In a series of studies, Elizabeth Cowley (University of Sydney) examines repeat gambling in the face of loss. She finds that people often engage in too much positive thinking, selectively focusing on one win among hundreds of losses when they think back on the overall experience.
“When we want to justify engaging in an activity which could potentially be irresponsible – like gambling – we may need to distort our memory of the past to rationalize the decision,” Cowley explains. “People who have frequently spent more money than planned on gambling edit their memories of the past in order to justify gambling again.”
For example, Cowley had participants in one study play a computer game in which they could win credits with the financial equivalent of one cent per credit. Each participant played the game 300 times. Everyone experienced one big win and one big loss. But for the other 298 games, one half of the group experienced all small losses, while the other experienced all small wins.
Cowley also manipulated the distance between the big win and the big loss.
A week later, participants were surveyed for their memories of the experience. Surprisingly, Cowley found that even some losers remembered having a positive experience. If the big win and the big loss occurred far apart, losers had fond memories and indicated a willingness to spend their own money on the game.
As Cowley explains, the further apart the big win and the big loss, the easier it was for losers to isolate their memories and focus only on the positive, a “silver lining” effect.
“The tendency to segregate positive and negative events in a mixed-loss experience is based on the logic that remembering a large gain allows people to feel good even when the objective outcome was negative,” Cowley says.
Conversely, Cowley found that winners – those who experienced 298 small wins – were happier when the big win and the big loss were closer together, allowing them to lump all the games together and ignore the big loss. She termed this the “cancellation effect.”
“When the outcome of an experience including both positive and negative events results in a net gain, people look for ways to integrate positive and negative events to reduce, if not cancel, the pain associated with the negative events,” Cowley explains.
The research is the first to consider a motivated memory explanation for justifying irresponsible behavior. Apparently, positive thinking can sometimes be negative.
Elizabeth Cowley, “The Perils of Hedonic Editing.” Journal of Consumer Research: June 2008.
Suzanne Wu | EurekAlert!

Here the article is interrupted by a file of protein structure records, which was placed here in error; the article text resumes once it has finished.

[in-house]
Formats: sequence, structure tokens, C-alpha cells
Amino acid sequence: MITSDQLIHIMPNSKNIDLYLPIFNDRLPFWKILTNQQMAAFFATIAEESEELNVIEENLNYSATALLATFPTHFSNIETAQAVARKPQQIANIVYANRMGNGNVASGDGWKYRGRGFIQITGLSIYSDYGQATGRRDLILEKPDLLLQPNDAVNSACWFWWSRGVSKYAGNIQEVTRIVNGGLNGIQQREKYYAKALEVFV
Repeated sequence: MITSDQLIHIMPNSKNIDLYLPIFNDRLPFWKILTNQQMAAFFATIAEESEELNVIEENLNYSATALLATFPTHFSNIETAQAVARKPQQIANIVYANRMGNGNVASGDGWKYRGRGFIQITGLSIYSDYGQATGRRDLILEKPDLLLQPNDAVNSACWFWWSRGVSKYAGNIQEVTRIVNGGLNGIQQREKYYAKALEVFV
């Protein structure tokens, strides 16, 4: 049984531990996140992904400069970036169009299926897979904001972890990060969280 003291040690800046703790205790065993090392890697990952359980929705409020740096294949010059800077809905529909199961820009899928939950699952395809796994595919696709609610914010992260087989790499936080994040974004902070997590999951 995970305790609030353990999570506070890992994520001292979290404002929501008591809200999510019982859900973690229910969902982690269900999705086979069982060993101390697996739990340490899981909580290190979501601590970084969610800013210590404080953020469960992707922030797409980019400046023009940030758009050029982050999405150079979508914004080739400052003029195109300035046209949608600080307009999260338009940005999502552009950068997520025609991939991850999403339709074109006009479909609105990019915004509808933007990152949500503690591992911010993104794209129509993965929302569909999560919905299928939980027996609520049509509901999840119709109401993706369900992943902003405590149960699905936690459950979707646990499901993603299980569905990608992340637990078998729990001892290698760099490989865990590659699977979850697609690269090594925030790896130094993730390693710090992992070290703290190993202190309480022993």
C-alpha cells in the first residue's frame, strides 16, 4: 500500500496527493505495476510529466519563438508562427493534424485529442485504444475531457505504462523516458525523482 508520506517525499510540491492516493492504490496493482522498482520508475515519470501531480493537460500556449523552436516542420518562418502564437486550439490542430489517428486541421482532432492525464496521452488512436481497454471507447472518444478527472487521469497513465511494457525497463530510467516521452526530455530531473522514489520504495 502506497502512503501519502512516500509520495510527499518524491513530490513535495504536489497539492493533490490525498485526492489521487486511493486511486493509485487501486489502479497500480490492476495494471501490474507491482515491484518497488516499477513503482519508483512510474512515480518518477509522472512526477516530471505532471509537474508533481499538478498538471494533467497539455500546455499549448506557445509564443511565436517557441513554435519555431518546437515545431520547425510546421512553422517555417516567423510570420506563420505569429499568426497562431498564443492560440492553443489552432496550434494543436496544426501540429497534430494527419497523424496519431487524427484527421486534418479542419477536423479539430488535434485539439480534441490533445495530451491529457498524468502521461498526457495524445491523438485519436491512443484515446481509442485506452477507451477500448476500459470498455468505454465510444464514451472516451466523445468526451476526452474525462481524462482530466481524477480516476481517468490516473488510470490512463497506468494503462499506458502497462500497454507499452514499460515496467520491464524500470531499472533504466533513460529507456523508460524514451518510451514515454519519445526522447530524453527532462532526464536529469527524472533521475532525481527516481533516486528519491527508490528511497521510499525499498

Study relating to materials testing Detecting damages in non-magnetic steel through magnetism
23.07.2018 | Technische Universität Kaiserslautern
Innovative genetic tests for children with developmental disorders and epilepsy
11.07.2018 | Christian-Albrechts-Universität zu Kiel
There are currently great hopes for solid-state batteries. They contain no liquid parts that could leak or catch fire. For this reason, they do not require cooling and are considered to be much safer, more reliable, and longer lasting than traditional lithium-ion batteries. Jülich scientists have now introduced a new concept that allows currents up to ten times greater during charging and discharging than previously described in the literature. The improvement was achieved by a “clever” choice of materials with a focus on consistently good compatibility. All components were made from phosphate compounds, which are well matched both chemically and mechanically.
The low current is considered one of the biggest hurdles in the development of solid-state batteries. It is the reason why the batteries take a relatively long...
New design tool automatically creates nanostructure 3D-print templates for user-given colors
Scientists present work at prestigious SIGGRAPH conference
Most of the objects we see are colored by pigments, but using pigments has disadvantages: such colors can fade, industrial pigments are often toxic, and...
Scientists at the University of California, Los Angeles present new research on a curious cosmic phenomenon known as "whistlers" -- very low frequency packets...
Scientists develop first tool to use machine learning methods to compute flow around interactively designable 3D objects. Tool will be presented at this year’s prestigious SIGGRAPH conference.
When engineers or designers want to test the aerodynamic properties of the newly designed shape of a car, airplane, or other object, they would normally model...
Researchers from TU Graz and their industry partners have unveiled a world first: the prototype of a robot-controlled, high-speed combined charging system (CCS) for electric vehicles that enables series charging of cars in various parking positions.
Global demand for electric vehicles is forecast to rise sharply: by 2025, the number of new vehicle registrations is expected to reach 25 million per year....
17.08.2018 | Event News
08.08.2018 | Event News
27.07.2018 | Event News
21.08.2018 | Ecology, The Environment and Conservation
21.08.2018 | Life Sciences
21.08.2018 | Power and Electrical Engineering